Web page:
Stables - Feeding the Horses
The Dragoon's routine began at daybreak, when reveille sounded. Fifteen minutes later the stable call was blown, which was repeated 40 minutes before noon and immediately after retreat. The principles for feeding and watering the animals were well established. At reveille about an hour to an hour and a half before drill, the horses were fed a small amount of grain. All the animals were fed the same amount because of the difficulty in measuring individual amounts in the semidarkness and the general hurry before breakfast. After they had eaten, the horses were led out, and during stables, the feed boxes and hayracks were thoroughly cleaned and fresh hay placed in the latter. After morning stables, the horses were watered and tied to their stalls to give them a chance to munch in the hay. The horses were fed in small quantities and often, because the stomach of the animal was small. Usually hay was fed before the corn or grain to cause the animal to eat more slowly. When hay was not available, chaff or shop was mixed with the grain. Horses were never worked hard immediately after a full feed, although during a march, continuing on was not considered harmful.
The horses were watered before they were fed to prevent loss of nourishment or colic. The only exception to this rule being in the morning. Horses could be watered other times also but usually did not require as much. At noon the animals were watered and about four pounds of oats given them. Unless it was extremely hot or inclement, the horses were then tied outside. In the evening they were watered, given the remainder of the hay and then about five pounds of oats or corn. If a horse bolted his feed, a few large stones could be place in the manger to prevent his taking large mouthfuls.
The forage ration for horses was fixed at 14 pounds hay or fodder and 12 pounds of oats, corn or barley, but this could not always be met at distant and remote outposts. In the spring of 1844, dragoon horses received a daily allowance of four quarts of corn, six quarts of oats, and 14 pounds of hay. The corn and oats were two quarts shy of the ration.
Almost immediately after the Dragoons arrived to construct Fort Scott, bids were asked for 1200 bushels of oats for the Dragoon horses "now at Douglas’s' farm 10 miles from this place". Hay usually was bid in quantities of 250 tons. Prices for the hay varied. In 1847, prairie fires destroyed most of the prairie hay and drove the price up. It may have occurred again in 1850, when the bid accepted was $6.90 a ton. Earlier prices had been as low as $2.25 a ton. Bids for prairie hay called for the hay to be "merchantable, well cured, well stacked (no ricks) on good bottoms and well salted, with salt furnished by the United States." A ton consisted of 2000 pounds, and the Quartermaster reserved the right to increase or diminish the quantity by one-third after entering into the contract. In 1844, a straw cutter and a hay scale were requisitioned by the Quartermaster, the latter probably to ensure accuracy of weight.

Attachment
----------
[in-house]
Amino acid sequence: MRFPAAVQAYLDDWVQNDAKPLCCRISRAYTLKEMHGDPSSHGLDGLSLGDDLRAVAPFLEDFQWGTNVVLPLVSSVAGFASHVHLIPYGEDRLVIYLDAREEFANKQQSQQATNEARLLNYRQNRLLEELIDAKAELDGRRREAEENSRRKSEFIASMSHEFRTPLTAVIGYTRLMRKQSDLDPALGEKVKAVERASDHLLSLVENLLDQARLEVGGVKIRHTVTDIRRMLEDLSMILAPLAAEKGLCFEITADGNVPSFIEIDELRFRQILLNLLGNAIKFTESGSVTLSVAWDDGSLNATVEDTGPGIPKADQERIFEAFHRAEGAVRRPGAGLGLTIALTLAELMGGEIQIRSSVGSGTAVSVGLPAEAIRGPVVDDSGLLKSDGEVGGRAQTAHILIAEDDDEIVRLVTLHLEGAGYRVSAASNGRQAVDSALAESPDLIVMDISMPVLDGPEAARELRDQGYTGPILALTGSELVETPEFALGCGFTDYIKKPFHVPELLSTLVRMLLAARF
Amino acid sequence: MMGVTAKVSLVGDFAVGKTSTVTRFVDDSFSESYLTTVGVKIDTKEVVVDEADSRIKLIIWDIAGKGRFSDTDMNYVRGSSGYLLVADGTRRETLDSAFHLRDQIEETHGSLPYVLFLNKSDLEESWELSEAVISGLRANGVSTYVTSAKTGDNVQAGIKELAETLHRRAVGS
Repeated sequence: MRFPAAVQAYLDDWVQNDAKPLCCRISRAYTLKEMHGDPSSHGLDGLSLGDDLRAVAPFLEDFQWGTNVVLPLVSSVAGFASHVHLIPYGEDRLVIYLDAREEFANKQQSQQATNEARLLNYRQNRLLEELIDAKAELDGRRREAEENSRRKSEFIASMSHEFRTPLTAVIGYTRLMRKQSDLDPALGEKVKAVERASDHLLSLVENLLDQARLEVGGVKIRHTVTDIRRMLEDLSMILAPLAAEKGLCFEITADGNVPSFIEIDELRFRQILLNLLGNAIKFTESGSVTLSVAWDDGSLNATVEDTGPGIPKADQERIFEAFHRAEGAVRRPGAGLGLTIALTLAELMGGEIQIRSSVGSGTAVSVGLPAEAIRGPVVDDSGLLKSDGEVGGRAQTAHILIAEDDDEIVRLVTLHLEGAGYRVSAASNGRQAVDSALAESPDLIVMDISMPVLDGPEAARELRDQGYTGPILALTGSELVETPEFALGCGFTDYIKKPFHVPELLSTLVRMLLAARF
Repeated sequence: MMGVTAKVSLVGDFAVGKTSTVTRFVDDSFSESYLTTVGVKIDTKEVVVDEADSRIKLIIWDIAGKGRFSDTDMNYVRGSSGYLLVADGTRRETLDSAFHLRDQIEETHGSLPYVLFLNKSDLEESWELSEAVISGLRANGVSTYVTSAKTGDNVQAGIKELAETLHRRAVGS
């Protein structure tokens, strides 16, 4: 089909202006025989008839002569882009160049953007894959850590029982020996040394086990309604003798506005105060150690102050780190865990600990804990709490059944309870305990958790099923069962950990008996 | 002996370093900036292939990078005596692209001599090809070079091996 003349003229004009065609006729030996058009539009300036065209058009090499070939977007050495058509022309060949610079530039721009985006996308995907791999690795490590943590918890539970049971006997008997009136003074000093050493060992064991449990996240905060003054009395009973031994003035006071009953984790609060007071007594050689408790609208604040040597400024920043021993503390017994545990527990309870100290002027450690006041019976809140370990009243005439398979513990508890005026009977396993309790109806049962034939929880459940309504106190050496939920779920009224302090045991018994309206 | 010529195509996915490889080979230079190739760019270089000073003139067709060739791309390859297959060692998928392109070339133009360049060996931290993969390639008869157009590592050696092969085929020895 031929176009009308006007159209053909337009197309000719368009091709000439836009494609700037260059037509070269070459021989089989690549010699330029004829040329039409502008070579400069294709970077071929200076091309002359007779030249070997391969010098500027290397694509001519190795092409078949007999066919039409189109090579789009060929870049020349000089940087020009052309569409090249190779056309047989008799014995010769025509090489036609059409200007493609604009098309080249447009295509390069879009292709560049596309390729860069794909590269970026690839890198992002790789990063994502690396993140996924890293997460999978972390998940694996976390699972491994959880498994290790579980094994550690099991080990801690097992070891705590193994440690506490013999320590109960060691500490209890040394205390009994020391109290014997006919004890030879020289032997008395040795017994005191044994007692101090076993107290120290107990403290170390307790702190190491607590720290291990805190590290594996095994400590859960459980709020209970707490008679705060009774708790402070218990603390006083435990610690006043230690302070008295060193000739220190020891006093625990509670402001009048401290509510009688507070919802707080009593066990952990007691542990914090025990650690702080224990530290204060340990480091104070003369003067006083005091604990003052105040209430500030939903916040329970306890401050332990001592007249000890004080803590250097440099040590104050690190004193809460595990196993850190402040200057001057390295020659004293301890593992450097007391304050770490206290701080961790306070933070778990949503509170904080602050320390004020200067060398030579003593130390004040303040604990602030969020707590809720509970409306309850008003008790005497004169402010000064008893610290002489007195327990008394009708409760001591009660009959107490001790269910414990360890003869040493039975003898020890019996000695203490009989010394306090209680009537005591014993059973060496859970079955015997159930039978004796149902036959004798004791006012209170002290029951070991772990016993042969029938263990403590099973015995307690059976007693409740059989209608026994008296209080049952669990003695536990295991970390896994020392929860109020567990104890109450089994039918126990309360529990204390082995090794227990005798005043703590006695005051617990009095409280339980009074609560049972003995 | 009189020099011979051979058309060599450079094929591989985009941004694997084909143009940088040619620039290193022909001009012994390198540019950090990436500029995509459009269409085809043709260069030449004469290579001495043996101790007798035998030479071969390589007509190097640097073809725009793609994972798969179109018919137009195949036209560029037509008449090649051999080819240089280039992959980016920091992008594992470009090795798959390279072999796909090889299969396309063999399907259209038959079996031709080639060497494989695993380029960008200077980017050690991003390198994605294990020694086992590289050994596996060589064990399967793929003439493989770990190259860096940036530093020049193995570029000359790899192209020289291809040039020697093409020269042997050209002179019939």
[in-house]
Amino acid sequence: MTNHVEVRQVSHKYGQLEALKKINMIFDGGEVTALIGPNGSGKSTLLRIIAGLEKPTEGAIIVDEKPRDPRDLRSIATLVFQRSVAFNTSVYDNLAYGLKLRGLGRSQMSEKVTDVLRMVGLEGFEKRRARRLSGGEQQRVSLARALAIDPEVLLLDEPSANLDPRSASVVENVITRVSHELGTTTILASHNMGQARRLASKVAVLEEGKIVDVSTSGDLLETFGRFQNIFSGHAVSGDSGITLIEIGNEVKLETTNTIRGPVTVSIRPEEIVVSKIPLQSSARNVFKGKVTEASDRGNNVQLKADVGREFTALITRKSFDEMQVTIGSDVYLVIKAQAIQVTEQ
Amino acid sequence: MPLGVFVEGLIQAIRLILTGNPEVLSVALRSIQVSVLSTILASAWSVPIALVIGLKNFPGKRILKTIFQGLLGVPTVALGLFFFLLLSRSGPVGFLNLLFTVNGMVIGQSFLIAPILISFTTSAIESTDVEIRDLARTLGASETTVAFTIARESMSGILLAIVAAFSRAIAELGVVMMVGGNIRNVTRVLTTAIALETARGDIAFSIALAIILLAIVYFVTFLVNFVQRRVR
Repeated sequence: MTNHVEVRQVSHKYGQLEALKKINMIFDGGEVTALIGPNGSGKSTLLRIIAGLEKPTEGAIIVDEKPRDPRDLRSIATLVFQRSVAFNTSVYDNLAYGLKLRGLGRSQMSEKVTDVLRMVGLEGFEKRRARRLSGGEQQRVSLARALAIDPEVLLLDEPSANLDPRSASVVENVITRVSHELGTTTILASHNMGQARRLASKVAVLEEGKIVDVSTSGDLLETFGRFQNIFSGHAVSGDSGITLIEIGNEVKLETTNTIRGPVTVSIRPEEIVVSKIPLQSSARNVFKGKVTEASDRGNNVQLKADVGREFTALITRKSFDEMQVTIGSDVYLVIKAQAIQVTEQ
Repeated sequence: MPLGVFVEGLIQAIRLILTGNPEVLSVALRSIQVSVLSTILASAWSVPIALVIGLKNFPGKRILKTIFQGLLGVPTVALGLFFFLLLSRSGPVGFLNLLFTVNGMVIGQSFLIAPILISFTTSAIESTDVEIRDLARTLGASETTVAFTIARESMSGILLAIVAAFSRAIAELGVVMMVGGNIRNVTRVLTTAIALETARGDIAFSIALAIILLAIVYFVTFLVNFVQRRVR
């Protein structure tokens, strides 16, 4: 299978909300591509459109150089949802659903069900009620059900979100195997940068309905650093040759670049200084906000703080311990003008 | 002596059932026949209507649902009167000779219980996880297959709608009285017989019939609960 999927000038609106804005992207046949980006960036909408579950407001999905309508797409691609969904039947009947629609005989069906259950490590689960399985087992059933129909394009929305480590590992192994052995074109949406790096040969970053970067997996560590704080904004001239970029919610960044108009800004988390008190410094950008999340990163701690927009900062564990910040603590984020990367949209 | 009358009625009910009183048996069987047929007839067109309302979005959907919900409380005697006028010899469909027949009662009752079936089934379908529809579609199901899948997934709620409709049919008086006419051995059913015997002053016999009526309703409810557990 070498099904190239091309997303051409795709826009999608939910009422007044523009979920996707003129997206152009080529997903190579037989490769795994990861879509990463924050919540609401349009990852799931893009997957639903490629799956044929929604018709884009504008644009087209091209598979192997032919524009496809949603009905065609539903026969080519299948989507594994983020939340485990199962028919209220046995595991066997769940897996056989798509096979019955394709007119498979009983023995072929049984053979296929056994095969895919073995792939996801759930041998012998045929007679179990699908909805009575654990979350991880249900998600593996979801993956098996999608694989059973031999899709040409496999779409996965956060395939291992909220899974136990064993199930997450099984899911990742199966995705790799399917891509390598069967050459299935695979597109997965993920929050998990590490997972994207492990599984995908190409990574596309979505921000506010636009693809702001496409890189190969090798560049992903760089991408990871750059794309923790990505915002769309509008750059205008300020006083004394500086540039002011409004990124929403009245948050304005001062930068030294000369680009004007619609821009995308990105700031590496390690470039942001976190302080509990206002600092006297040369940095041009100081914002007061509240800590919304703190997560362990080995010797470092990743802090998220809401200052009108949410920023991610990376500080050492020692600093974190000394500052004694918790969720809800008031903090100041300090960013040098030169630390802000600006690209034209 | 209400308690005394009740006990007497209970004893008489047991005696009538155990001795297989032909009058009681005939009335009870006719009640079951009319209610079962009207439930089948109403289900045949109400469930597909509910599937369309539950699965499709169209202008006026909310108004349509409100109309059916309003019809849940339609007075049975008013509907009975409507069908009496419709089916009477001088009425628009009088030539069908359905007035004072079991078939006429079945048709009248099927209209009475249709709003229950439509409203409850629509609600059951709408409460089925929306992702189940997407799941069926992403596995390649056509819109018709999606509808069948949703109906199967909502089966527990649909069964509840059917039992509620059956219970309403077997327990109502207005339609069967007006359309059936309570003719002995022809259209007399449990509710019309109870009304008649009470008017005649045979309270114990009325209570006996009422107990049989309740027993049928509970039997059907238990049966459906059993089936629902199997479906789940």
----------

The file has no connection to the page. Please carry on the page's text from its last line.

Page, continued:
A bushel contained 2150 cubic inches and an Army wagon, when full, held about 49 bushels. A bushel of corn on the cob was rations for one day for five horses. Shelled corn fed four. Ear corn was the feed used whenever available at garrisons. It was preferred to shelled corn, because it quickly could be determined whether it was good or not. Only an expert could tell whether some of the shelled corn was musty. Horses also ate their ear corn more slowly, taking time to bite it and digest it. Troopers felt there was no equal to the ear corn and prairie hay for feeding their horses. In 1842, Daniel Waldo delivered 12,000 bushels of corn at 29 3/4 cents a bushel to the Quartermaster to feed the horses at Fort Scott. In 1841, the price had increased to 45 cents a bushel for 8000 bushels. Storing the corn and oats was a problem; for as late as 1647 there were no cribs at the post.
As important as a horse's feed was his water. Each animal consumed about eight gallons a day. At Fort Scott, the horses probably were watered at the river: no evidence of watering troughs has been uncovered. An easy method of making a trough during this period was to hollow a tree trunk, all evidence of which probably would have disappeared after the abandonment of the fort. In the Twentieth Century, watering troughs were built from boards and were high enough to prevent pawing over the rim. Each trough held about eight-to-ten-inch depths of water and was broad enough to allow at least a yard of width for each animal while drinking. The horses were led to the trough and allowed to have their fill, before others were brought up. Watering troughs had to be cleaned, and sick animals were watered separately from buckets.
The information for this section was taken from the Historic Furnishing Report for The Dragoon Stables by Sally Johnson Ketchum.
Did You Know?
After Fort Scott was abandoned by the army in 1853, the buildings were sold at public auction, and the fort became the town of Fort Scott. One of the officers' quarters eventually became the Goodlander Home for Children. For about fifty years, orphans and other needy children were cared for here.